Being an Indonesian PhD in Leiden: what is that like?
Wija Wijayanto and Arum Perwitasari both were Indonesian PhD students at Leiden University, funded by the Leiden-DIKTI Graduate Scholarship Programme. With the help of this scholarship, literally thousands of students travel abroad to write their dissertations. During their research period, Arum and Wija got to discover what it is like to live in Leiden. Here they are, sharing their personal experiences.
What was the reason for you to join the Leiden-DIKTI programme?
Arum: ‘I love to call it fate or destiny that brought me here since, frankly speaking, I never even thought of ending up in the Netherlands. But I always told myself I'd love to get a PhD before my 40s. So right after finishing my Master’s degree, I sent numerous research proposals to several universities in different countries and I got two PhD offers. They were very appealing but financially not fully covered by the DIKTI scholarship. Online I came to know about the DIKTI programme at Leiden University, that – apart from the previous offers - did cover the fourth year of my PhD plus all the other expenses. It was impossible to still complete all the requirements as the deadline was approaching, so I sent several emails to some professors in Leiden Linguistics Department instead and I got a positive reply. I felt lucky to study here since it meant that I could continue to improve my knowledge, expand my research skills and to get my paper published so I could present the results to a bigger audience.’
Wija: ‘In Indonesia I’m a lecturer in Mass Media and Politics but nevertheless, in my opinion I always remain a student. I want to keep learning, even from my own students. The fact that I was able to improve my knowledge by being part of this cooperation with Leiden University, the oldest university in the Netherlands, was the most important reason I felt attracted to this programme. Financially, it also was beneficial because – like Arum said – most DIKTI scholarships, which are funded by DIKTI itself or the Indonesian government, do not cover the fourth year of a PhD. In this program however, Leiden University funded my last year plus the costs for doing research and going to conferences. My living allowances and tuition fees during the previous three years were paid by DIKTI.’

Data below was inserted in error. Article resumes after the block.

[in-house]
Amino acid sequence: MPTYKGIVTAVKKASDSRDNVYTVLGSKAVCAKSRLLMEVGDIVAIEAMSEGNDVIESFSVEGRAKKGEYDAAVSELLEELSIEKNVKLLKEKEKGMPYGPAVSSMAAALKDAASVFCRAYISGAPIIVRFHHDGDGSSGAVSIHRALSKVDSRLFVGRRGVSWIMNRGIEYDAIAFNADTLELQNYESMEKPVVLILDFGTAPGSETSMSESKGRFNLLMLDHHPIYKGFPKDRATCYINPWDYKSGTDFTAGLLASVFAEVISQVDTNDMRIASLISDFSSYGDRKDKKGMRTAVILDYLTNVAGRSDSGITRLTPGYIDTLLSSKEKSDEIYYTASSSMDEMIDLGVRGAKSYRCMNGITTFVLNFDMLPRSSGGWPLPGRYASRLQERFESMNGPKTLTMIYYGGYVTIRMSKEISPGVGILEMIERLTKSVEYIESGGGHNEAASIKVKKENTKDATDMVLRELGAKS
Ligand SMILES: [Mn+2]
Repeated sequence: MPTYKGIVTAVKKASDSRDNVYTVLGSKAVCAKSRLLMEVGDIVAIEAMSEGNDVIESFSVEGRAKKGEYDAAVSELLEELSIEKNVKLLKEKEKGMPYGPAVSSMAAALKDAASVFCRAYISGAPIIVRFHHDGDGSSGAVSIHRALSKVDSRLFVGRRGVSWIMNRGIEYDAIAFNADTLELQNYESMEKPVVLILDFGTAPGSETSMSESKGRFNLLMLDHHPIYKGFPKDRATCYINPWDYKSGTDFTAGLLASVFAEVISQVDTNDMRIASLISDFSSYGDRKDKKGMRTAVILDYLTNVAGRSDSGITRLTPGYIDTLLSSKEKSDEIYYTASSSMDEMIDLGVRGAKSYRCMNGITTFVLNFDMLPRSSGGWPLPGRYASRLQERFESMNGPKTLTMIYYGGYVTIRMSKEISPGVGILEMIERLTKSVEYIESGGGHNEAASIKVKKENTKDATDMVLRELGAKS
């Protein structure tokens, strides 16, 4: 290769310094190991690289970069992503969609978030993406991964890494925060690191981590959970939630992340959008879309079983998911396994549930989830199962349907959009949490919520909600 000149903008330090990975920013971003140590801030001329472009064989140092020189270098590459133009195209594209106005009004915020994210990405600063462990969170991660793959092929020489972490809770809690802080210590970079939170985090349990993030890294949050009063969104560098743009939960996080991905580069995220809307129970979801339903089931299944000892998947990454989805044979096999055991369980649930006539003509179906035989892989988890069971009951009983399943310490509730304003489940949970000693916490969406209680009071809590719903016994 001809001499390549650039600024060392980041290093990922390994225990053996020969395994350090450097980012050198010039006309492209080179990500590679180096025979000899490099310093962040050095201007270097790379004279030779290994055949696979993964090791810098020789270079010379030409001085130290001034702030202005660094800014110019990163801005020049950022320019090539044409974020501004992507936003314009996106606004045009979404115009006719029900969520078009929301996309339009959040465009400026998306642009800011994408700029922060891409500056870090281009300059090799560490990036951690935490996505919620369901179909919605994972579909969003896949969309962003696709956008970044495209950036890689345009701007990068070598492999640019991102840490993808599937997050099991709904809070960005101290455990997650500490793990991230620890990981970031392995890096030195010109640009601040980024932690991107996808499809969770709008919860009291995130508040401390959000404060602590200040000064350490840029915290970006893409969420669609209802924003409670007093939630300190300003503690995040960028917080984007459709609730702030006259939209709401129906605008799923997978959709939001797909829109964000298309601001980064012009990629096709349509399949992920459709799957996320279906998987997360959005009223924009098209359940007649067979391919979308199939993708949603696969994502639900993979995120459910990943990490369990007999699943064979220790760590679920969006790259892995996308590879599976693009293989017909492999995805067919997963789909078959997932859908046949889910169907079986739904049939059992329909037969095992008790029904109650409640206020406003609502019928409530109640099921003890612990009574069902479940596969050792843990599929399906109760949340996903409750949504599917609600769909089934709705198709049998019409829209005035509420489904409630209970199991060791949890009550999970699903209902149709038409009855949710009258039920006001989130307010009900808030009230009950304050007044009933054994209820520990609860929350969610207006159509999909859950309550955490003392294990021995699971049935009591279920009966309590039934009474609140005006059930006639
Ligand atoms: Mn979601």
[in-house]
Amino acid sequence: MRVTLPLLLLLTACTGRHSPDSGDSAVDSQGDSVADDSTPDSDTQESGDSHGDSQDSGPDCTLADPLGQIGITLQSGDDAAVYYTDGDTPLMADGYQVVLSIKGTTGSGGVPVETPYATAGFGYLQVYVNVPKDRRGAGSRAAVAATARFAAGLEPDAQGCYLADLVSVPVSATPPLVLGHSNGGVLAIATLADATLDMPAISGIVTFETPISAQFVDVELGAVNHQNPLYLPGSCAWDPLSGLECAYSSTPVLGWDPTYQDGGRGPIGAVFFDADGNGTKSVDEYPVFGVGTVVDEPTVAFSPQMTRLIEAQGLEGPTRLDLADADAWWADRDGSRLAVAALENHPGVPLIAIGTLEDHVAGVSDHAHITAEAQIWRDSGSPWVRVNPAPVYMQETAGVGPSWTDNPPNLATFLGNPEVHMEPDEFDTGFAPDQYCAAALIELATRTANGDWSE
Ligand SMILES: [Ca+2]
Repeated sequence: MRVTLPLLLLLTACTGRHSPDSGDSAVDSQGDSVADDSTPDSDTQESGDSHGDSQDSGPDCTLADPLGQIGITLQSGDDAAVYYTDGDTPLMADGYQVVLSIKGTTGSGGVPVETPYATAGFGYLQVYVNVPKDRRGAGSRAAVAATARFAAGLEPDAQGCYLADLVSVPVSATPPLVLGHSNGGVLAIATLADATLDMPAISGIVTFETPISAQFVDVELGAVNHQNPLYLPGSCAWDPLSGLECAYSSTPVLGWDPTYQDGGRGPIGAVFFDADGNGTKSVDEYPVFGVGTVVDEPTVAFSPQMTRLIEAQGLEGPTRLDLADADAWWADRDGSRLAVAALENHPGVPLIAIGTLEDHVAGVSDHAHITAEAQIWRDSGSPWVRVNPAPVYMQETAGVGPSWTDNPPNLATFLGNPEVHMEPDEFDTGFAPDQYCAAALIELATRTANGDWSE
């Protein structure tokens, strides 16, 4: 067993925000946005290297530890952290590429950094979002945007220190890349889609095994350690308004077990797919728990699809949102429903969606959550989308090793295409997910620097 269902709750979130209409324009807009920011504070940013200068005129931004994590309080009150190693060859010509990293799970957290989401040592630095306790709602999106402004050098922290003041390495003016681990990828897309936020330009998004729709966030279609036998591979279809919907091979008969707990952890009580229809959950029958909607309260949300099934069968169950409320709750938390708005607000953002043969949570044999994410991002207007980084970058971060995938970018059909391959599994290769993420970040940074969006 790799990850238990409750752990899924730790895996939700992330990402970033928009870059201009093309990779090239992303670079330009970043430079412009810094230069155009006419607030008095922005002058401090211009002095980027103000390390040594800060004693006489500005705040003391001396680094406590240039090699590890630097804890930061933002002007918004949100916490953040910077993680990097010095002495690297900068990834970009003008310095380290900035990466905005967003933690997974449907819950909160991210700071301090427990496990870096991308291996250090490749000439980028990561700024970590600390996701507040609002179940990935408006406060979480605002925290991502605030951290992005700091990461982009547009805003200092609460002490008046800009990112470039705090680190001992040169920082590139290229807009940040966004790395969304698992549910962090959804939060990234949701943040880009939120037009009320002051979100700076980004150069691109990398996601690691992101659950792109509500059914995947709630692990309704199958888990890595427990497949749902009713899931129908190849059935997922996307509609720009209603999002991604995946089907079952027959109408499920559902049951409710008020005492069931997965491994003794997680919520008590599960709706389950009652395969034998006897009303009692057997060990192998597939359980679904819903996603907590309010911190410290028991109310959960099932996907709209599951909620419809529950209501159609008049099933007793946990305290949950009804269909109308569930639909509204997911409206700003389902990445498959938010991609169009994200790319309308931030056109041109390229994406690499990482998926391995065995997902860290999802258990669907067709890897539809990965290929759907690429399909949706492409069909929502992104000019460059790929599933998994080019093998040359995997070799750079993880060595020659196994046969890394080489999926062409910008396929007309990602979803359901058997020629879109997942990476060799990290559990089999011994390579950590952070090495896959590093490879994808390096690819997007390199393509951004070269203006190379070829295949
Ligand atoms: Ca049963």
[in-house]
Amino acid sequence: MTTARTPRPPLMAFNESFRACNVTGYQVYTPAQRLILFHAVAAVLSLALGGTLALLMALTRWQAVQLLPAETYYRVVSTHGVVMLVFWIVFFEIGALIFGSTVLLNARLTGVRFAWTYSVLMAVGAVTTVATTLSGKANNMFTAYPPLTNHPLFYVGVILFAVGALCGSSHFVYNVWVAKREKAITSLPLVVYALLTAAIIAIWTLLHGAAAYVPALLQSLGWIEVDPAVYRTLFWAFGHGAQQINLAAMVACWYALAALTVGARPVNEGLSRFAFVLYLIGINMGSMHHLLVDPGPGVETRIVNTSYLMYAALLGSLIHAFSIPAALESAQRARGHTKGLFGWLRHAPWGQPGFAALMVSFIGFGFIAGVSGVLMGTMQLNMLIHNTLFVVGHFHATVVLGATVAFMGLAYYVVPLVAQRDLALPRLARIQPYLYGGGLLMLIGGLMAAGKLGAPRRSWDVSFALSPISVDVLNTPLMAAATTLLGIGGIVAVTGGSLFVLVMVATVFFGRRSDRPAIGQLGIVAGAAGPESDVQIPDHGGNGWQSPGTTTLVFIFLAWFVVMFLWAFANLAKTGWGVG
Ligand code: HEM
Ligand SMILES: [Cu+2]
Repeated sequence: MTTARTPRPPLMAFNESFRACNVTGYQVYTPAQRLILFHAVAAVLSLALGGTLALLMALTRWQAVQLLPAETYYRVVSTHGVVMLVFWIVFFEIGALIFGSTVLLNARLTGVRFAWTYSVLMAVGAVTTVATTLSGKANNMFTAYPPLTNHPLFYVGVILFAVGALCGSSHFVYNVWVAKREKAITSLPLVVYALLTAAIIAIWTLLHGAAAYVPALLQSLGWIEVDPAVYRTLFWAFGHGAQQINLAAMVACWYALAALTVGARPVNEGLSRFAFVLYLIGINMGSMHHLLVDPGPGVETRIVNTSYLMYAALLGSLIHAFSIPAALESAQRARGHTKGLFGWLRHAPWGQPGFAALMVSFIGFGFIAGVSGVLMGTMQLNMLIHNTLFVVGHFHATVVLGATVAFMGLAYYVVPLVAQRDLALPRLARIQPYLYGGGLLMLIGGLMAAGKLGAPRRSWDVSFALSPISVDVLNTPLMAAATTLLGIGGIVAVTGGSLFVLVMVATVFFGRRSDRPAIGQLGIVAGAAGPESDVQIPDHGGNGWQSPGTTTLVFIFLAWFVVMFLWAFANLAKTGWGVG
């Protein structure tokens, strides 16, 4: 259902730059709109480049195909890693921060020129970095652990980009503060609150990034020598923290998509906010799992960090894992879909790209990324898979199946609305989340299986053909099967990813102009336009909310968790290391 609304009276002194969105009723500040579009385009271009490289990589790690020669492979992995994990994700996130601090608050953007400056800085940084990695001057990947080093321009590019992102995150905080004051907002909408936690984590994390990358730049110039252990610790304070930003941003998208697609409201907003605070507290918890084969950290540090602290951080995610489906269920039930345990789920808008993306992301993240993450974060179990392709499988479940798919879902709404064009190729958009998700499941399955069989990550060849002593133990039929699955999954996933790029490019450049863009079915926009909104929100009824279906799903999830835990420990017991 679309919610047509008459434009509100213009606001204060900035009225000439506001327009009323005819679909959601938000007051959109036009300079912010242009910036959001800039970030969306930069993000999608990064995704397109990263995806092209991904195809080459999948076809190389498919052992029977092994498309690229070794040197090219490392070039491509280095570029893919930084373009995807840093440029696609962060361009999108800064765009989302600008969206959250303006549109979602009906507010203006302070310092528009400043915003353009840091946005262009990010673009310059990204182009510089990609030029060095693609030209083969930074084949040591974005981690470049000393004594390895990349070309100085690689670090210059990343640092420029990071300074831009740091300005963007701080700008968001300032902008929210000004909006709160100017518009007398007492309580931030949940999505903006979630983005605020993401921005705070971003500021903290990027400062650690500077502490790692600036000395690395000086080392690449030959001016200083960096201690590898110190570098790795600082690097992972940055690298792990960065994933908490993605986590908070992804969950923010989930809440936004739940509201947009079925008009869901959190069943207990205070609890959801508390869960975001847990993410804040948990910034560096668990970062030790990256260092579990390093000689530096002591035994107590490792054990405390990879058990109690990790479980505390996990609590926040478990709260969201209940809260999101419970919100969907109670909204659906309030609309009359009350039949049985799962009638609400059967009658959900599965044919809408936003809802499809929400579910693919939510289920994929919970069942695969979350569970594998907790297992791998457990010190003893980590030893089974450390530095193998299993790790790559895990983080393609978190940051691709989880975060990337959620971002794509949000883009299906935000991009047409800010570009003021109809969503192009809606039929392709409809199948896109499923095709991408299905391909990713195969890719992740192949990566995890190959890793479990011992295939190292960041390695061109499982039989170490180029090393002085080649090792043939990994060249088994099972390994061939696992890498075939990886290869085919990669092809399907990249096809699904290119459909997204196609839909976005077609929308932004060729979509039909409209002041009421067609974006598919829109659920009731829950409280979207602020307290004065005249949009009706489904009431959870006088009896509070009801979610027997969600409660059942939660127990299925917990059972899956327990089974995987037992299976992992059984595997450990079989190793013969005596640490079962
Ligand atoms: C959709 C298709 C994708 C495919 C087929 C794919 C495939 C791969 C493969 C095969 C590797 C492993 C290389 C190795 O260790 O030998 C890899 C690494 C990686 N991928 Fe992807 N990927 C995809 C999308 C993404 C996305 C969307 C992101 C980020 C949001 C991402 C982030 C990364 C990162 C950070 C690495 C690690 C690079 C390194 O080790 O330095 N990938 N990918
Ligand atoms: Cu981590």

During your research period, you both lived in Leiden. How was that like?
Arum: ‘I would say I led the life of a typical doctoral student. My mornings began slowly, first with the alarm going off at 6am. I ate my breakfast, prepared my lunch box and went to the university. My flat was about a 25-minute bike ride from the university; every morning I arrived around 9 am. There, I attended seminars, workshops or meetings with my supervisors. In other cases I spent the day continuing my research. In the first two years of my PhD, I always went home around 10 or 11 in the evening. So bringing my lunch and snacks were necessary for me. I have to say that the first and second year of my PhD were intense; I did not have a good balance between my work and private life. In 2015, in the third year of my PhD, I decided to balance it better. I went home at 7, registered myself at the Leiden University Sports Centre and went to yoga classes 3 to 4 times a week.’
Wija: ‘Leiden is a small, quiet and beautiful city that provides the perfect environment for students to learn and think deeply about their research. When I just arrived in Leiden, I often complained about the weather. Strong winds and cold is a problem for someone like me, who is used to living in a tropical country. I remember when I just arrived, I made an appointment with my professor to meet the next day. At that time I cancelled the appointment because of rain. That's a pretty common thing in Indonesia, but not in Leiden. It will actually make people laugh. The Netherlands has fascinating weather, with its mix of seasons. I remember the winter of 2012, when snow began to fall and suddenly it was everywhere. Spring came, then summer, which warmth brought me much joy. Many people come out, go on boat rides, laugh or bath under the sun on the banks of the canals. Leiden has stolen my heart, and I will carry its memory with me forever.’